Difference between revisions of "Tutorials/PT from OpenStreetMap"

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(Created page with "This tutorial shows you how to build a public transit (PT) simulation scenario from scratch using an OpenStreetMap file as the only input. If you are new to OpenStreetMap...")
 
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This tutorial shows you how to build a public transit (PT) simulation scenario from scratch using an  [[OpenStreetMap file]] as the only input. If you are new to OpenStreetMap in conjunction with SUMO you will also find the [[Tutorials/Import_from_OpenStreetMap | OSM]] tutorial helpful.
 
This tutorial shows you how to build a public transit (PT) simulation scenario from scratch using an  [[OpenStreetMap file]] as the only input. If you are new to OpenStreetMap in conjunction with SUMO you will also find the [[Tutorials/Import_from_OpenStreetMap | OSM]] tutorial helpful.
  
The creation of PT simulation consists of three steps:
+
The creation of PT simulation consists of two steps:
 
# Initial network and public transit information extraction
 
# Initial network and public transit information extraction
# Finding feasible stop-to-stop travel times
+
# Finding feasible stop-to-stop travel times and creating PT schedules
# Creating the PT schedule
+
 
  
 
== Initial network and public transit information extraction ==
 
== Initial network and public transit information extraction ==
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* ''--ptstop-output additional.xml'' points to the to-be-generated [[Simulation/Public_Transport | PT stop file]]
 
* ''--ptstop-output additional.xml'' points to the to-be-generated [[Simulation/Public_Transport | PT stop file]]
 
* ''--ptline-output ptlines.xml'' points to an intermediate file defining the PT lines.
 
* ''--ptline-output ptlines.xml'' points to an intermediate file defining the PT lines.
 +
 +
== Finding feasible stop-to-stop travel times and creating PT schedules ==
 +
The second step is to run a python script that performs the following:
 +
# To determine feasible stop-to-stop travel times, a simulation run is performed with one PT vehicle for each PT line.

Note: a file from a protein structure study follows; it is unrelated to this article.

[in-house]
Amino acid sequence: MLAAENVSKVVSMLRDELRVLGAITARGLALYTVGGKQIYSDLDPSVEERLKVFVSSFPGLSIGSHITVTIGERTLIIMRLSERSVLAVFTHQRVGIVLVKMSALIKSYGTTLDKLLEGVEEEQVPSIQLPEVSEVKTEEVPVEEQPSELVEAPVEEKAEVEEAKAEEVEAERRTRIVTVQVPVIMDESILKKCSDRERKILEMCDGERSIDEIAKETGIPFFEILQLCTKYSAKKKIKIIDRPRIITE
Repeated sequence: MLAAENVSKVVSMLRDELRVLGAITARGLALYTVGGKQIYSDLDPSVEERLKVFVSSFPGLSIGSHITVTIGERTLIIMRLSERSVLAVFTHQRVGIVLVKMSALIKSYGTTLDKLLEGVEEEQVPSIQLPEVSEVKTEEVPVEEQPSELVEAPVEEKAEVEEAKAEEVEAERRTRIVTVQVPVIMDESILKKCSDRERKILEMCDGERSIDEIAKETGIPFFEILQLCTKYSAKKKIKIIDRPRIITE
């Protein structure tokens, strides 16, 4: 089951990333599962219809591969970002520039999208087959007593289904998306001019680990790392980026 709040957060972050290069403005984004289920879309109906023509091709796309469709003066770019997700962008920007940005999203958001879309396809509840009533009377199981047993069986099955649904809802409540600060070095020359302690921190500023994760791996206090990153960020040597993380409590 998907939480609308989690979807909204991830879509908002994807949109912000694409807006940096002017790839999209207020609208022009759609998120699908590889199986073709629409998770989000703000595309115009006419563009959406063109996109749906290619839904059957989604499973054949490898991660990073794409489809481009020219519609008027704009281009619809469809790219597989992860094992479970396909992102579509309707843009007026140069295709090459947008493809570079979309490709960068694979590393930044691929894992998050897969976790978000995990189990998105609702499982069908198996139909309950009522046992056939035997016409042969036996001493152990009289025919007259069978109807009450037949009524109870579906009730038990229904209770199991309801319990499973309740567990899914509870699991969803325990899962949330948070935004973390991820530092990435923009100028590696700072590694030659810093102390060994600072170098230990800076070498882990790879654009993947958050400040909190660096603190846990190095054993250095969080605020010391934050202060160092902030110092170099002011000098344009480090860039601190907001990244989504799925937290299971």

+
# The PT schedule (regular interval timetable) for all lines is created from the stop-to-stop travel time information.
 +
The stop-to-stop travel times are determined on an empty network. It will be straightforward to extend the script so the stop-to-stop travel times a determined for an existing transport model. This, however, is beyond the scope of this tutorial. The steps are performed by invoking the ''ptlines2flows.py'' script as follows
 +
  ptlines2flows.py -n net.net.xml -s additional.xml -l ptlines.xml -f flows.rou.xml -p 600
 +
, where
 +
* ''-n net.net.xml'' points to the SUMO network previously created with netconvert
 +
* ''-s additional.xml'' points to the PT stop file created with netconvert
 +
* ''-l ptlines.xml'' points to the PT lines definition file created with netconvert
 +
* "-f flows.rou.xml'' points to the to-be-generated [[Definition_of_Vehicles,_Vehicle_Types,_and_Routes | route]] files for the PT vehicles
 +
* "-p 600" is the period for the regular interval time table

Revision as of 15:39, 24 July 2017

This tutorial shows you how to build a public transit (PT) simulation scenario from scratch using an OpenStreetMap file as the only input. If you are new to OpenStreetMap in conjunction with SUMO you will also find the OSM tutorial helpful.

The creation of PT simulation consists of two steps:

  1. Initial network and public transit information extraction
  2. Finding feasible stop-to-stop travel times and creating PT schedules


Initial network and public transit information extraction

In the first step PT stops and line information will be extracted. The step is performed by invoking netconvert as follows

 netconvert --osm-files osm.xml -o net.net.xml --osm.stop-output.length 20 --ptstop-output additional.xml --ptline-output ptlines.xml

, where

  • --osm-files osm.xml points to the OpenStreetMap file
  • -o net.net.xml points to the to-be-generated SUMO network file
  • --osm.stop-output.length 20 defines the length of the PT stop platforms in meter
  • --ptstop-output additional.xml points to the to-be-generated PT stop file
  • --ptline-output ptlines.xml points to an intermediate file defining the PT lines.

Finding feasible stop-to-stop travel times and creating PT schedules

The second step is to run a python script that performs the following:

  1. To determine feasible stop-to-stop travel times, a simulation run is performed with one PT vehicle for each PT line.
  2. The PT schedule (regular interval timetable) for all lines is created from the stop-to-stop travel time information.

The stop-to-stop travel times are determined on an empty network. It will be straightforward to extend the script so the stop-to-stop travel times a determined for an existing transport model. This, however, is beyond the scope of this tutorial. The steps are performed by invoking the ptlines2flows.py script as follows

 ptlines2flows.py -n net.net.xml -s additional.xml -l ptlines.xml -f flows.rou.xml -p 600

, where

  • -n net.net.xml points to the SUMO network previously created with netconvert
  • -s additional.xml points to the PT stop file created with netconvert
  • -l ptlines.xml points to the PT lines definition file created with netconvert
  • "-f flows.rou.xml points to the to-be-generated route files for the PT vehicles
  • "-p 600" is the period for the regular interval time table